dimension are independent of each other. Therefore, these multiproduct market relationships
provide more complex entry backgrounds for large firms,
rendering their profit-focused entry motivation relatively
Variables Affecting Entry Motivation less distinctive.
Dimensions Regarding the impact of size on competitor-focused
entry motivation, a positive relation may arise because of
After identifying the scheme of two basic entry motiva- a tendency that large firms often have to perform more
tion dimensions as above, the current study pays its atten- comprehensive information search than small firms do, in
tion to the variables that may affect firms’ focus on these order to deal with the diverse potential competitors that
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produce similar products in multimarket domains (Baum to pay more attention to economic benefits based on close
and Korn, 1996). Furthermore, because a large firm’s control of profits and costs (Dobni and Luffman, 2003).
new product market entry compared to that of a small This is because such basic economic performance is a
firm’s tends to provoke more sensitive reactions from prerequisite to success in a highly competitive market
potential competitors (Aboulnasr, Narasimhan, Blair, and (Slater and Narver, 1995). In this sense, meeting current
Chandy, 2008; Kim and Min, 2012), these expected customer needs with the new products of competitive
rivalry reactions or imitations from potential competitors prices and reasonable costs will lead to more financially
will cause the large firm to be more competitor focused in focused market entry motivation in a highly competitive
its new market entry decision. market.
H3: The greater a firm’s size upon entry into the new
Under a highly competitive new product market, com-
product market, (a) the lesser the target market profit- peting firms’ movements or their market-related signals
focused entry motivation and (b) the greater the constitute important sources of information with which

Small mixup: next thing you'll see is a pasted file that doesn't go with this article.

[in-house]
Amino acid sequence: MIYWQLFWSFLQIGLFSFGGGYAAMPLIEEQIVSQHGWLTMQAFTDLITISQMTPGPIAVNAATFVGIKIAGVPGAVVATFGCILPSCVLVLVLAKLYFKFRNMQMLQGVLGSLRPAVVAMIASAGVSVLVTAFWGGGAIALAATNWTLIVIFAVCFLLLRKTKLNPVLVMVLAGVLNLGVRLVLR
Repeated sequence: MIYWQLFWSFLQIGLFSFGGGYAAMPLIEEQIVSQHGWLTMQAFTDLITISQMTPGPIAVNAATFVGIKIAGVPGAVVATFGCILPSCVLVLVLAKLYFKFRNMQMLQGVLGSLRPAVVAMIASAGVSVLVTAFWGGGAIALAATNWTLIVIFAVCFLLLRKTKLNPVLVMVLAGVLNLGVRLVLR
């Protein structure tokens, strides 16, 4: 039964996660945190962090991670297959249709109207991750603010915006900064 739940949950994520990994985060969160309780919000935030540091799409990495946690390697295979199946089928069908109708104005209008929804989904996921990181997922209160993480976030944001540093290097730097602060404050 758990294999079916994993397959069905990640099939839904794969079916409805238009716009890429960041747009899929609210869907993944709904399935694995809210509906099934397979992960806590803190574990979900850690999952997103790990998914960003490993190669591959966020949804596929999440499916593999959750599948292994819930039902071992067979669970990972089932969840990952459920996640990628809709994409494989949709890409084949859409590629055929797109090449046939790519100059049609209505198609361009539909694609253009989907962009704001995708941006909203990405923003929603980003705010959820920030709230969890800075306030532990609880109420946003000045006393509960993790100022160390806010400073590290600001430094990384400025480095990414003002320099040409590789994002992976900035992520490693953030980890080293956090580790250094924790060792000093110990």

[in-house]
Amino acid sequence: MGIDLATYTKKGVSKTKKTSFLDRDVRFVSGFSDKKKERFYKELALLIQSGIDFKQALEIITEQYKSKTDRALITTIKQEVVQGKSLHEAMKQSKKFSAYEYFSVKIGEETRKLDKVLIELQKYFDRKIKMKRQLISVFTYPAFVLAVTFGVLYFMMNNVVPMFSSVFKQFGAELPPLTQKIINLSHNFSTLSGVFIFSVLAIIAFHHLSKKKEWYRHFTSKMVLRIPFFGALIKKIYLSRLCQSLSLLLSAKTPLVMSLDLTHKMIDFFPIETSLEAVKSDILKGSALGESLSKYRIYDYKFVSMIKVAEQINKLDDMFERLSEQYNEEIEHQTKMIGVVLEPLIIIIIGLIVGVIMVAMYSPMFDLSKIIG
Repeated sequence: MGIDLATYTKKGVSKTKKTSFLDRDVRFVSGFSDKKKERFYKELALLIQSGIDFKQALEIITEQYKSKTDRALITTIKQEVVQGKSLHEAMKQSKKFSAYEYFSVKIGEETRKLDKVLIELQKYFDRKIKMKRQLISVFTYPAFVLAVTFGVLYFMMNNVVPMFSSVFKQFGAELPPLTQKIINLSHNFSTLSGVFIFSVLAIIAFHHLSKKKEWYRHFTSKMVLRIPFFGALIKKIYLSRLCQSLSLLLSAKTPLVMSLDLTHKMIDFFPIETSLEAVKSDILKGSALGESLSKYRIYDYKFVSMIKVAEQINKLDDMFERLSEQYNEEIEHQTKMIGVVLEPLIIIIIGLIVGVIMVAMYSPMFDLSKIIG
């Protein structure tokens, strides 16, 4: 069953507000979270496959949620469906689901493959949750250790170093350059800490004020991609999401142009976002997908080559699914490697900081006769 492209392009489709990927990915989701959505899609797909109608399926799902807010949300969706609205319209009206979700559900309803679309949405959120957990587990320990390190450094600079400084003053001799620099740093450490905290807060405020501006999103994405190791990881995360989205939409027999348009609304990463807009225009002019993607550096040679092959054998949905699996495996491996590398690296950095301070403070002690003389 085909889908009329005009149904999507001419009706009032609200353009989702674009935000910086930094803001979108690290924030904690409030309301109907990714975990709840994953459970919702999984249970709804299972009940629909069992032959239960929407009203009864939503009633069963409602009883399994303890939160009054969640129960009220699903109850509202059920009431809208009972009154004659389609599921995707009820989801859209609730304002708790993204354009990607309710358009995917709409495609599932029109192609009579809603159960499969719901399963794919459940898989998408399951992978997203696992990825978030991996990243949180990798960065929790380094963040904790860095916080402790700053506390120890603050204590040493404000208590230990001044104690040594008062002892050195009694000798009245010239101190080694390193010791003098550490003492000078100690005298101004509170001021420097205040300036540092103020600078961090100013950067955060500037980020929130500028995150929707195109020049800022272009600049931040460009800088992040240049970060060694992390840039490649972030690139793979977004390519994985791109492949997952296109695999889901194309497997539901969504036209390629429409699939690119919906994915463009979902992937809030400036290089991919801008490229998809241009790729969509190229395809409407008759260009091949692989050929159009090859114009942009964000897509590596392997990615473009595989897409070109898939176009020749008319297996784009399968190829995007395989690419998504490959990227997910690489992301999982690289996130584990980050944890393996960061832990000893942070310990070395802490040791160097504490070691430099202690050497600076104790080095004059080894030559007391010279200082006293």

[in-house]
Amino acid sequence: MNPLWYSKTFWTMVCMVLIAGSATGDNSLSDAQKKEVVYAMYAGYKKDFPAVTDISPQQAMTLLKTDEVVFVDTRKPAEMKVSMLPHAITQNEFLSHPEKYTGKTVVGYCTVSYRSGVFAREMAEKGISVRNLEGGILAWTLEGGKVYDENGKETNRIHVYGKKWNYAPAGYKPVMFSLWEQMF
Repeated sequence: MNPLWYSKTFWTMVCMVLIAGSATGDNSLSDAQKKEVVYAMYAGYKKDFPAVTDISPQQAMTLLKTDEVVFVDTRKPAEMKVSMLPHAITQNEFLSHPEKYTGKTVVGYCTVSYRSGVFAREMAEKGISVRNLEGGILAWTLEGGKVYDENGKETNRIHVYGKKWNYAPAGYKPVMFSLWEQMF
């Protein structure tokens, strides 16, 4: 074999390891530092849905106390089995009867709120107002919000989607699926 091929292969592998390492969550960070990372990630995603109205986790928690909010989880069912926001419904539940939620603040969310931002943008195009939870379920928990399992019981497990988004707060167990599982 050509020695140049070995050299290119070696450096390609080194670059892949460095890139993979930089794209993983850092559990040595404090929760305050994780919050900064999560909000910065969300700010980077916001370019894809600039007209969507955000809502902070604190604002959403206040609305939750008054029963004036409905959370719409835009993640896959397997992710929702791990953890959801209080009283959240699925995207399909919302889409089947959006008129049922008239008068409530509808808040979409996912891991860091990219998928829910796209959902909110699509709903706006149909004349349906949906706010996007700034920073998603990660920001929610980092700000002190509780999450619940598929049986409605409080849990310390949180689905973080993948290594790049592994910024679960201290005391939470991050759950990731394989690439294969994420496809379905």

competitor-focused entry motivation. the focal firm makes a new strategic movement and wins
over competition (Lieberman and Asaba, 2006). At the
Technological Uncertainty and Entry same time, a competitive market condition requires the
Motivation Dimensions focal firm to be more alert to proactive as well as reactive
behaviors of its competing firms, which leads to more
Firms facing highly uncertain technological environ- learning efforts regarding the financial or technological
ments may not be able to expect stable cash flows and/or benchmarks set by the competing firms for new market
monetary profits because of the constantly required R&D entry (Cooper and Smith, 1992; MacMillan et al., 1985).
investments and related costs to adapt to dynamically In relation to this, some firms even tend to mimic actions
changing environments (McGrath, 2001). Instead, it is of competitors to respond to the benchmarks in a more
more likely that they enter the new product market with efficient way (Day and Wensley, 1988). Consequently, to
relatively less profit-focused motivation such as learning make a prompt move in this highly competitive market,
new technologies or sustaining business in the existing the focal firm’s market entry decision needs to be more
market by extending their product portfolio. competitor focused. Formally put:
On the other hand, in a technologically uncertain H5: The greater the perceived competitive intensity in the